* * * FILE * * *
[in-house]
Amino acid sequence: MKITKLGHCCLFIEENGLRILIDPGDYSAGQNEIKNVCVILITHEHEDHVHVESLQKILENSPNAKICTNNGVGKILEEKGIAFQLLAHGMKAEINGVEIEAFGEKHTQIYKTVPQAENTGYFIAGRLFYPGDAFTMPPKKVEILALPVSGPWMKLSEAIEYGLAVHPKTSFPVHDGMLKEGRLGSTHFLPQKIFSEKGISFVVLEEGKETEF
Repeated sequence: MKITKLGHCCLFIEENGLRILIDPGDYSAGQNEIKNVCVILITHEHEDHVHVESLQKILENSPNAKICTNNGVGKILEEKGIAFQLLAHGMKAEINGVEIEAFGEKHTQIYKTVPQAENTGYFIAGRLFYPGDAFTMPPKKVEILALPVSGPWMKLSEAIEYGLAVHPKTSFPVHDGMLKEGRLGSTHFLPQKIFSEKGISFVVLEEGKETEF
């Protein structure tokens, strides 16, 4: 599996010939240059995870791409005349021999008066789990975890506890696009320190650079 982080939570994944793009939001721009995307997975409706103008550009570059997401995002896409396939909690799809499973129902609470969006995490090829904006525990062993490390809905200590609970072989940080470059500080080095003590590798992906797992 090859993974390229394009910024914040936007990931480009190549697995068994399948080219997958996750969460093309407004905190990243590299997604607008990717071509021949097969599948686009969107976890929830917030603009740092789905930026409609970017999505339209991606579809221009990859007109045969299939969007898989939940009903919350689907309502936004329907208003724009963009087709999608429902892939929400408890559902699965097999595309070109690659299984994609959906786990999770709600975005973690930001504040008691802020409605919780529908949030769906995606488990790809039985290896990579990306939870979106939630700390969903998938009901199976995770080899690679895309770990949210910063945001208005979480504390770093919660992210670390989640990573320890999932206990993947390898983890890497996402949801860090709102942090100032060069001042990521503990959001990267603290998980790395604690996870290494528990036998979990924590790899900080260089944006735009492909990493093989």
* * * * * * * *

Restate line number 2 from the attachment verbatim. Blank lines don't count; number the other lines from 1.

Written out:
Amino acid sequence: MKITKLGHCCLFIEENGLRILIDPGDYSAGQNEIKNVCVILITHEHEDHVHVESLQKILENSPNAKICTNNGVGKILEEKGIAFQLLAHGMKAEINGVEIEAFGEKHTQIYKTVPQAENTGYFIAGRLFYPGDAFTMPPKKVEILALPVSGPWMKLSEAIEYGLAVHPKTSFPVHDGMLKEGRLGSTHFLPQKIFSEKGISFVVLEEGKETEF